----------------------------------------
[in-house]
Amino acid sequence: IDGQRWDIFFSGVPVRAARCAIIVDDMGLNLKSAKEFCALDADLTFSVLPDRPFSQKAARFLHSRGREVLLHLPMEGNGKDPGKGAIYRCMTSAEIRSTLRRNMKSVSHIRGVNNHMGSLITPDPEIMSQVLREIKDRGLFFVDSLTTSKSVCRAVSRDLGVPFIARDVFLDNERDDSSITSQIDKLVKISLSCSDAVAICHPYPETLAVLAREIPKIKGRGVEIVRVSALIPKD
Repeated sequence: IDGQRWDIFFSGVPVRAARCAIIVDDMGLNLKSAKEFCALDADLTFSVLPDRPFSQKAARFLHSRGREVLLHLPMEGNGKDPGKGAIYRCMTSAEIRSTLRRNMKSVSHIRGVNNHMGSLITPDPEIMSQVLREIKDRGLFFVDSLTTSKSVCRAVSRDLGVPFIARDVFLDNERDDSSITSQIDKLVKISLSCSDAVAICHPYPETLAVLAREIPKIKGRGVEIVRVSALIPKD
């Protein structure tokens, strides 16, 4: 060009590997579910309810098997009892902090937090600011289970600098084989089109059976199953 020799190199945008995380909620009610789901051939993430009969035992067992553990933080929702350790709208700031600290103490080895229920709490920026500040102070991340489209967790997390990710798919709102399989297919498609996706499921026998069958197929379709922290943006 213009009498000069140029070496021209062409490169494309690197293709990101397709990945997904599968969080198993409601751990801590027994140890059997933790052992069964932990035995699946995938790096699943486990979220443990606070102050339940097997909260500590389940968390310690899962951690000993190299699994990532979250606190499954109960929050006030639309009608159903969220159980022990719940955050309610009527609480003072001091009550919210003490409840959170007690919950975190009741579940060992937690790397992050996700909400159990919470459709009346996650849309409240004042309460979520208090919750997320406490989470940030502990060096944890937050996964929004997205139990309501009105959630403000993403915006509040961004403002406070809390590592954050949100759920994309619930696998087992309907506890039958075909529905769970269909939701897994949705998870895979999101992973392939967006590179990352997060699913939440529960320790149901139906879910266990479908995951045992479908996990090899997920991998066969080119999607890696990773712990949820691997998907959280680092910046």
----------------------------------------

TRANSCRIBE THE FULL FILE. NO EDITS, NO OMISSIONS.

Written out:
[in-house]
Amino acid sequence: IDGQRWDIFFSGVPVRAARCAIIVDDMGLNLKSAKEFCALDADLTFSVLPDRPFSQKAARFLHSRGREVLLHLPMEGNGKDPGKGAIYRCMTSAEIRSTLRRNMKSVSHIRGVNNHMGSLITPDPEIMSQVLREIKDRGLFFVDSLTTSKSVCRAVSRDLGVPFIARDVFLDNERDDSSITSQIDKLVKISLSCSDAVAICHPYPETLAVLAREIPKIKGRGVEIVRVSALIPKD
Repeated sequence: IDGQRWDIFFSGVPVRAARCAIIVDDMGLNLKSAKEFCALDADLTFSVLPDRPFSQKAARFLHSRGREVLLHLPMEGNGKDPGKGAIYRCMTSAEIRSTLRRNMKSVSHIRGVNNHMGSLITPDPEIMSQVLREIKDRGLFFVDSLTTSKSVCRAVSRDLGVPFIARDVFLDNERDDSSITSQIDKLVKISLSCSDAVAICHPYPETLAVLAREIPKIKGRGVEIVRVSALIPKD
């Protein structure tokens, strides 16, 4: 060009590997579910309810098997009892902090937090600011289970600098084989089109059976199953 020799190199945008995380909620009610789901051939993430009969035992067992553990933080929702350790709208700031600290103490080895229920709490920026500040102070991340489209967790997390990710798919709102399989297919498609996706499921026998069958197929379709922290943006 213009009498000069140029070496021209062409490169494309690197293709990101397709990945997904599968969080198993409601751990801590027994140890059997933790052992069964932990035995699946995938790096699943486990979220443990606070102050339940097997909260500590389940968390310690899962951690000993190299699994990532979250606190499954109960929050006030639309009608159903969220159980022990719940955050309610009527609480003072001091009550919210003490409840959170007690919950975190009741579940060992937690790397992050996700909400159990919470459709009346996650849309409240004042309460979520208090919750997320406490989470940030502990060096944890937050996964929004997205139990309501009105959630403000993403915006509040961004403002406070809390590592954050949100759920994309619930696998087992309907506890039958075909529905769970269909939701897994949705998870895979999101992973392939967006590179990352997060699913939440529960320790149901139906879910266990479908995951045992479908996990090899997920991998066969080119999607890696990773712990949820691997998907959280680092910046």